Today, their way of life is under serious threat from the thoughtless actions of the Obama administration. As our nation approaches the fiscal cliff, all the conservation efforts instituted by the Bush administration will be reversed. Even if the nation’s tax collectors harvest just 4% more in taxes from the Rich Americans than they do now, it will have on profound effect on the behavior of Rich Americans. They will become less active and their wealth discharges will become less frequent. And worst of all, they may migrate to more hospitable climates, and that will throw the entire American econ-system off-balance.
Please write, call, and e-mail your Congress representative and demand that they do everything in their power to keep the laws protecting the Rich Americans. Act now! Remember, destruction of natural habitats of Rich Americans is harmful to all of us.
Arlen Grossman, whether or not some people have too much money and some people have too little is just used as a political talking point to stir up class envy and division. When politicians who are so into the idea of wealth redistribution are willing to give up 40% or more of their taxpayer-funded salary, then they can talk all they want about redistribution of wealth. What they really mean when they talk about redistribution of wealth is that they want to take money from the rich and give it to poor people in the form of handouts. Handouts and collapse of the family unit, both part of the endgame of the Marxists, are only meant to create perpetual dependency.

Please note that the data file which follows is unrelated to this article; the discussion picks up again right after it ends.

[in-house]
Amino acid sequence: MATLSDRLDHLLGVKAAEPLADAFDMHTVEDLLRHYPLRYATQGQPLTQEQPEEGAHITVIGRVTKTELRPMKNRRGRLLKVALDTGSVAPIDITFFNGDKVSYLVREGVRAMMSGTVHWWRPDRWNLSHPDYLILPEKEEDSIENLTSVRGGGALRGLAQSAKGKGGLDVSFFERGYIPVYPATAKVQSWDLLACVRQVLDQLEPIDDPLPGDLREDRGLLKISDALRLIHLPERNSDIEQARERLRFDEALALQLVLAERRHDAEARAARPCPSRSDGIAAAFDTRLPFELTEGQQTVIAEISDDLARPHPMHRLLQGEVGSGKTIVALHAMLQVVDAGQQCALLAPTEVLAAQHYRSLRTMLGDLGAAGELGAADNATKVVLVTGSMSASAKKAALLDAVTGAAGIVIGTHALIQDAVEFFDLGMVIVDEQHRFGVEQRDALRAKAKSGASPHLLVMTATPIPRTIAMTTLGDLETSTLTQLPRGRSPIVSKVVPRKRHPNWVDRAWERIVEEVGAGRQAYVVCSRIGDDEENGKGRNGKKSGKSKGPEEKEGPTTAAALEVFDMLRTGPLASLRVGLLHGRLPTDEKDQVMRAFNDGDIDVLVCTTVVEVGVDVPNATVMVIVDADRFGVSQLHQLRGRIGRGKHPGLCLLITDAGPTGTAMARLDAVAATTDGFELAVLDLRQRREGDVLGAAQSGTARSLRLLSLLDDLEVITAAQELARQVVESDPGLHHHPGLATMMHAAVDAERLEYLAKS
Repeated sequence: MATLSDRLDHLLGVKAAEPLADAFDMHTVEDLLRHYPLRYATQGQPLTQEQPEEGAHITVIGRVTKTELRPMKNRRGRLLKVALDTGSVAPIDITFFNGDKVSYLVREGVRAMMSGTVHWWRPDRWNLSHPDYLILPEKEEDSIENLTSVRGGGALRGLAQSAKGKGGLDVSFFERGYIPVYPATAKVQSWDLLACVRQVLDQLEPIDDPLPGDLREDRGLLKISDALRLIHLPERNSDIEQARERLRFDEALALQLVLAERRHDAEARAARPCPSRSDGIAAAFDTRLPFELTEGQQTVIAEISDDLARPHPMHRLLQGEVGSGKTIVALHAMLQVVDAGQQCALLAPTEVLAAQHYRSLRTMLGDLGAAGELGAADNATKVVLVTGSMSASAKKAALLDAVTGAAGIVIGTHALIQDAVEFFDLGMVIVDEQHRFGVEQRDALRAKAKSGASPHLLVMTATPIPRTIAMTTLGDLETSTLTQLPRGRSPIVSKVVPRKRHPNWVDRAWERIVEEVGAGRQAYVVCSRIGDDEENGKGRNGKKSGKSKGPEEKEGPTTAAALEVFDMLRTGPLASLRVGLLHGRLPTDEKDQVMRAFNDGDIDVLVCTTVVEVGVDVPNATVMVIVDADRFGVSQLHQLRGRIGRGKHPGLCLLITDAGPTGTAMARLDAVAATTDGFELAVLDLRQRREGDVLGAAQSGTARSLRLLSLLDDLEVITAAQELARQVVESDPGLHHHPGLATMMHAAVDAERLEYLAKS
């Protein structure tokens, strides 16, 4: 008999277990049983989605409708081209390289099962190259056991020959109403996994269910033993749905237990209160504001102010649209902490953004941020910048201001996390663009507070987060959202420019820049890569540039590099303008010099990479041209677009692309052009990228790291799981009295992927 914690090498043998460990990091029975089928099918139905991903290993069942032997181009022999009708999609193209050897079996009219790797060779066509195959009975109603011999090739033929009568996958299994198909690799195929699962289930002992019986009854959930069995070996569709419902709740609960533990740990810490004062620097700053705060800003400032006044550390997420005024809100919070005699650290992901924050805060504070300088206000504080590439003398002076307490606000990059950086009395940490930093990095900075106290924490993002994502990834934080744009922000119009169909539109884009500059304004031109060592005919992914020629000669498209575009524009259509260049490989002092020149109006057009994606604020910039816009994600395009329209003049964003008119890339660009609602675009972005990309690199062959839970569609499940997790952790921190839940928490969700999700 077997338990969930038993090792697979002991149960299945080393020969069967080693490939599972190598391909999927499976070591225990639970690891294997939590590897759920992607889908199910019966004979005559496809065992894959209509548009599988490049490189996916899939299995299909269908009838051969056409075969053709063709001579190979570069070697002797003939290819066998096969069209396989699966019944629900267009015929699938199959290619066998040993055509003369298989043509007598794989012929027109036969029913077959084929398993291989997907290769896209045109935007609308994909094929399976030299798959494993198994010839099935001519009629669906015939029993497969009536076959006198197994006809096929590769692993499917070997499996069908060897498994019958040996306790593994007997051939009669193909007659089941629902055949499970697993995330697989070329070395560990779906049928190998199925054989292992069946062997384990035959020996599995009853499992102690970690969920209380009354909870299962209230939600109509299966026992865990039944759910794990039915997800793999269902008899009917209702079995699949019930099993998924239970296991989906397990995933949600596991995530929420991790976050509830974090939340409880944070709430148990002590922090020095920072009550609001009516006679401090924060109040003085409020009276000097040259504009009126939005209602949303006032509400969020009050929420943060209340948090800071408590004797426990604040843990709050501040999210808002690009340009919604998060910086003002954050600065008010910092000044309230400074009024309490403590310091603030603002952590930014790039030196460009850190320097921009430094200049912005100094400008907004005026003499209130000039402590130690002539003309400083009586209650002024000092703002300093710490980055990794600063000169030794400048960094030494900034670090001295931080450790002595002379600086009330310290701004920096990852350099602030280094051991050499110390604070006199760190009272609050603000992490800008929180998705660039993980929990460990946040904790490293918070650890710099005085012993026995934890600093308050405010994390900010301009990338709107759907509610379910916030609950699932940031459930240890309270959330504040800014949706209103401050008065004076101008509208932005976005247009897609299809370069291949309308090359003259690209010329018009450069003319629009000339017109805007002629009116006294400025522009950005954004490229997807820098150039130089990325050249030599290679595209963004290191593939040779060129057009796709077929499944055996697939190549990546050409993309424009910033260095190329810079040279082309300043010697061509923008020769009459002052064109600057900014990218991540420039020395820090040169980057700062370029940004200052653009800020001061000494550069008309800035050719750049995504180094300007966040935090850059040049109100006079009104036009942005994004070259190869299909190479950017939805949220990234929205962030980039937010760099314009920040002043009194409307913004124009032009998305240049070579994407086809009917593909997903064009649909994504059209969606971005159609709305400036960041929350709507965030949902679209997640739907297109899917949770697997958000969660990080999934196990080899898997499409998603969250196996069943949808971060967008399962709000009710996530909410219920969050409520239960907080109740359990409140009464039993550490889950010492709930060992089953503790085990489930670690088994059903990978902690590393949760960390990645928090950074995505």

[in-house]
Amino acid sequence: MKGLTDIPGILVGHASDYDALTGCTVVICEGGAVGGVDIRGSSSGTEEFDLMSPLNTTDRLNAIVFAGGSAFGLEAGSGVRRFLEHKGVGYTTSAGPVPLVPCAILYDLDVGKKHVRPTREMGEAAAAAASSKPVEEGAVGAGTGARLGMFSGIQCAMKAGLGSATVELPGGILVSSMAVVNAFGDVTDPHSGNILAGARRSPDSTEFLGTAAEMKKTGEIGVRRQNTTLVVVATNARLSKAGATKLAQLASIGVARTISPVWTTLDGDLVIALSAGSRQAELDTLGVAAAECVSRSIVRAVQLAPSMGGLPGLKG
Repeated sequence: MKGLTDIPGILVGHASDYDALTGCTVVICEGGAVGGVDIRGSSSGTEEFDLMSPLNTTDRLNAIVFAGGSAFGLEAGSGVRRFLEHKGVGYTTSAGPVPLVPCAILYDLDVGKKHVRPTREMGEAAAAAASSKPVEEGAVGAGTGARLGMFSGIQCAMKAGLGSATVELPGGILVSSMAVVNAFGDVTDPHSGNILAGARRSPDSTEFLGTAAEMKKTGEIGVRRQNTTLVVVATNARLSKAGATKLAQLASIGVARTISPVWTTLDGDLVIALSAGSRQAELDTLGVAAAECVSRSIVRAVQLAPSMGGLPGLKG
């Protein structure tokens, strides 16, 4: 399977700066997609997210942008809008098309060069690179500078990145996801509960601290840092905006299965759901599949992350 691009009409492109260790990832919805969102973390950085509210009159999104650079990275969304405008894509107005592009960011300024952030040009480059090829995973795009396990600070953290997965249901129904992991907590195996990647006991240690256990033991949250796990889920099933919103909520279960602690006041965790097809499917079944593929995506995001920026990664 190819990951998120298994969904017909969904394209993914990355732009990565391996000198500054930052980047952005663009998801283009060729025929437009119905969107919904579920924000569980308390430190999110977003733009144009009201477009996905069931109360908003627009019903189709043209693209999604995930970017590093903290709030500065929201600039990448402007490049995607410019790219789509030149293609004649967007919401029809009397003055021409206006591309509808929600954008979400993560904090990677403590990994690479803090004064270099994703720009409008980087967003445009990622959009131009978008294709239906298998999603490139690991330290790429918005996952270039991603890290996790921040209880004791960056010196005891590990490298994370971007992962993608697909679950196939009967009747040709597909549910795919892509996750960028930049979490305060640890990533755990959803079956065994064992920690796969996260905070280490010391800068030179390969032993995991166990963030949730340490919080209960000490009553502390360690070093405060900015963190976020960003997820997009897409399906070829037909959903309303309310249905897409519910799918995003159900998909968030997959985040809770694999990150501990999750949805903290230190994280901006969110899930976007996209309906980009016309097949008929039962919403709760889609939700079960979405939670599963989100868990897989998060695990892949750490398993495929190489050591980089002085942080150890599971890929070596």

Family is the backbone of society. After all of the taxes owed to the government have been paid to the satisfaction of the government, whatever happens to the after-tax wealth is nobody’s business but the family that owns it. When I hear talk about hefty estate taxes based on the belief that people who inherit those estates and wealth associated with them did nothing to earn them, I must point out the fact that people who make demands for free college, free health care and so on, I would argue that those were not earned either, so what is the argument?
When politicians who have millions of dollars to their names are willing to pay their fair share in taxes, at that point they will have credibility when there is talk about the rich paying their fair share. Unless and until then, they are being all talk and no action. This also applies to politicians who try to buy votes of people with their student loans being cancelled. Now, I have no problem with rewriting bankruptcy laws that treat all debts the same, however, claiming to want to enact laws against corporations bribing politicians and yet allowing politicians to bribe their voter base with handouts and free stuff is absurd.